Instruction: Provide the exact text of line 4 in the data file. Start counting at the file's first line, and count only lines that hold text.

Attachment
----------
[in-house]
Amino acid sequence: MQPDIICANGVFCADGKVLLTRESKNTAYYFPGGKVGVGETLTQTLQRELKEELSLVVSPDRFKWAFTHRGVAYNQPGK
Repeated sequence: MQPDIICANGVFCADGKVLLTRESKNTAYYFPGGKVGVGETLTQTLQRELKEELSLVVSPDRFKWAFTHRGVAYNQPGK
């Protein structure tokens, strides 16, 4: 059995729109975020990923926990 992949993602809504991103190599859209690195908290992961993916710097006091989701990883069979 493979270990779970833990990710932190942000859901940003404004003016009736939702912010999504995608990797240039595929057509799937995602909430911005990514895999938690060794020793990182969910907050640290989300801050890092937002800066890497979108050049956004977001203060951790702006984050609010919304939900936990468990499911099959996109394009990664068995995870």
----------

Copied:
């Protein structure tokens, strides 16, 4: 059995729109975020990923926990 992949993602809504991103190599859209690195908290992961993916710097006091989701990883069979 493979270990779970833990990710932190942000859901940003404004003016009736939702912010999504995608990797240039595929057509799937995602909430911005990514895999938690060794020793990182969910907050640290989300801050890092937002800066890497979108050049956004977001203060951790702006984050609010919304939900936990468990499911099959996109394009990664068995995870």